Healthy Kitchen: Recipes for a Better Body, Life and Spirit


Two of America's most popular authorities on healthy eating and cooking join forces in this inspiring, easy-to-use cookbook. This is not a diet book. It is a lively guide to healthy cooking, day-by-day, packed with essential information and, above all, filled with enticing food.
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Two of America's most popular authorities on healthy eating and cooking join forces in this inspiring, easy-to-use cookbook. This is not a diet book. It is a lively guide to healthy cooking, day-by-day, packed with essential information and, above all, filled with enticing food.
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Editorial Reviews

From Barnes & Noble
The Barnes & Noble Review
Food is one of the great pleasures of life, and in The Healthy Kitchen, Andrew Weil, M.D., and Rosie Daley show us how to create wonderful meals that are as good for the body as they are for the soul. These two authorities on healthy living and cooking offer their expertise in a lively and engaging collaboration filled with 135 innovative and enticing recipes while delivering the latest cutting-edge information on nutrition. Under their direction, healthy food and wonderful food can be one and the same.

Weil contends that so many people have been scared by the last decade's seesaw food manifestos (Don't eat eggs! Eat margarine, not butter! Do eat eggs and don't eat margarine!) that they "think food is the enemy and the dining table a minefield." But Weil affirms that every time we sit down to eat, "we have an opportunity to nourish the body, delight the senses, and calm the mind. It is a shame to waste those opportunities by eating food that is neither healthful nor delicious."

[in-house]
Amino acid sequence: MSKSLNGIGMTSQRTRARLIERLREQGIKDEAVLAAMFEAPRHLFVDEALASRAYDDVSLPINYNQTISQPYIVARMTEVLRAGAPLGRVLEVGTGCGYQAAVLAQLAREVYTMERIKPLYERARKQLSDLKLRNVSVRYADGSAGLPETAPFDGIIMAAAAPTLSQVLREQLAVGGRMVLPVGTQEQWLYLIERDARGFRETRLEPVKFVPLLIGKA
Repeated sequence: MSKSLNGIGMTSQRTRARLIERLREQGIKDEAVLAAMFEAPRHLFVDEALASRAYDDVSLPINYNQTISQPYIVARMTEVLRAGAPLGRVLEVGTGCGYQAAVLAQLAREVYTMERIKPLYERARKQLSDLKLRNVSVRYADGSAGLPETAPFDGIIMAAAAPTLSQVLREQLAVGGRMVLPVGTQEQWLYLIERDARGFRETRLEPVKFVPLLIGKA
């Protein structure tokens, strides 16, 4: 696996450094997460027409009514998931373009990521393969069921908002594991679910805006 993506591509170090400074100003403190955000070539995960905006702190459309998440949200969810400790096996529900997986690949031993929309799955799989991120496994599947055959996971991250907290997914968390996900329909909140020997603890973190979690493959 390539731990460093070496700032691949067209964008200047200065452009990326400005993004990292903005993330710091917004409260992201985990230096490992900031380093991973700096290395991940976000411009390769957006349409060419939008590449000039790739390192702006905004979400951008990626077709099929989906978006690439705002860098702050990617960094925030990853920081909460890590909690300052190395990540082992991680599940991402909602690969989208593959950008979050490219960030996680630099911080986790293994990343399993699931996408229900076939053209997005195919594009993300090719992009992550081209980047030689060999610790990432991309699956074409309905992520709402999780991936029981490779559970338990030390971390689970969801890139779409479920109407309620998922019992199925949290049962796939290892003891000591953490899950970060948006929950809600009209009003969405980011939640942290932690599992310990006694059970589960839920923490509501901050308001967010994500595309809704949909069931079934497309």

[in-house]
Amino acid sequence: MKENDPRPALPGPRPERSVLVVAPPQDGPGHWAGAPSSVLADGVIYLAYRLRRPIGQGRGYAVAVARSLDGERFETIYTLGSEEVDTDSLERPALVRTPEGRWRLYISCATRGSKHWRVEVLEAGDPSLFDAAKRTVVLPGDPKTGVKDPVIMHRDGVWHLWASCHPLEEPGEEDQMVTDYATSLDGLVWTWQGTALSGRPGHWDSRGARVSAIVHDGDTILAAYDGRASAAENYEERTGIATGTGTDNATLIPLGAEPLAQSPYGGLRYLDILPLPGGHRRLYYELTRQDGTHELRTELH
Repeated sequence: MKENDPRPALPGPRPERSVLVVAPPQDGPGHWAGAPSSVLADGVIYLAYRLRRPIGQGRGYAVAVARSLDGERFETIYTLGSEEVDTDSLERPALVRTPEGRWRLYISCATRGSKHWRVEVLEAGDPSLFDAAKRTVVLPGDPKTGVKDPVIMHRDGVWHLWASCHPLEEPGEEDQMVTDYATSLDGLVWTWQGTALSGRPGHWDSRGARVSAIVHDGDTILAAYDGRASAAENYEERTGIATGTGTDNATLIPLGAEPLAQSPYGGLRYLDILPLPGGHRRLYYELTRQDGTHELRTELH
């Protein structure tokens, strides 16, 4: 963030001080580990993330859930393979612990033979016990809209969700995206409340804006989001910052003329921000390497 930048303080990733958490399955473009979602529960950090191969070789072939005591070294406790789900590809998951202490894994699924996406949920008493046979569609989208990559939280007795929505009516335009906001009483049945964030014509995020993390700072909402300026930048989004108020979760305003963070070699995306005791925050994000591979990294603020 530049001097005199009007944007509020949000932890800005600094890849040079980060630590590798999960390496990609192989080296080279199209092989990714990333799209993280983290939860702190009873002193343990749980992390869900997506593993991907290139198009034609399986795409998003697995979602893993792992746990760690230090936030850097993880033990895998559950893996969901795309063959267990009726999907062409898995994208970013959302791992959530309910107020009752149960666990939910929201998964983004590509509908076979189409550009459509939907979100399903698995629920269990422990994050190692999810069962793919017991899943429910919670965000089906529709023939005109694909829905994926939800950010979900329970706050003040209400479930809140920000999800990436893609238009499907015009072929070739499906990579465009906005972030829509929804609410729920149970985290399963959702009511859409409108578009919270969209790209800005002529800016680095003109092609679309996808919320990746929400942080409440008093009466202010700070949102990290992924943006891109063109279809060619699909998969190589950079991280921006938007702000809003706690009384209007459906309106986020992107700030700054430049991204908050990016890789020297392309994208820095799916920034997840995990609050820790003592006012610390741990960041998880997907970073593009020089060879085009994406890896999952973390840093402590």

Weil is a champion of the Mediterranean diet, a composite of the traditional cuisines of Spain, southern France, Italy, and Greece, all of which rely on olive oil, whole-grain products, and fresh fruits and vegetables, preferring fish to meat and cheese to milk. This diet delivers plenty of nutrition and energy, and is de facto lower in fat -- though Weil is not an enemy of fat. In fact, he thinks Americans have gotten fatter on low-fat foods in the last ten years because those foods do not satisfy the palate and thus prompt people to eat more.

Both Weil and Daley bring their tastiest dishes to the table. There's Scrambled Eggs with Fresh Salsa, Scrambled Tofu, or homemade Granola or Muesli for breakfast. For lunch or dinner, there are appetizers like Spinach Toasts and soups like Roasted Winter Squash and Apple Soup; entrées include Vegetable Lasagna, Grilled Salmon with Mustard Sauce, and Chicken Quesadillas; and for dessert, there may be Peach and Blueberry Cobbler or Poached Pears. Clearly, there's no deprivation here.

One of the best sections of the book features Weil's thorough review of the importance of protein, carbohydrates, phytochemicals, macronutrients, and micronutrients. He sorts out the confusing science of high-glycemic foods and the relative merits of sugar versus artificial sweeteners. He offers recommended vitamin and mineral supplements, too. His analysis of current nutritional myths and misconceptions is not only reassuring but worth the price of admission. (Ginger Curwen)

Publishers Weekly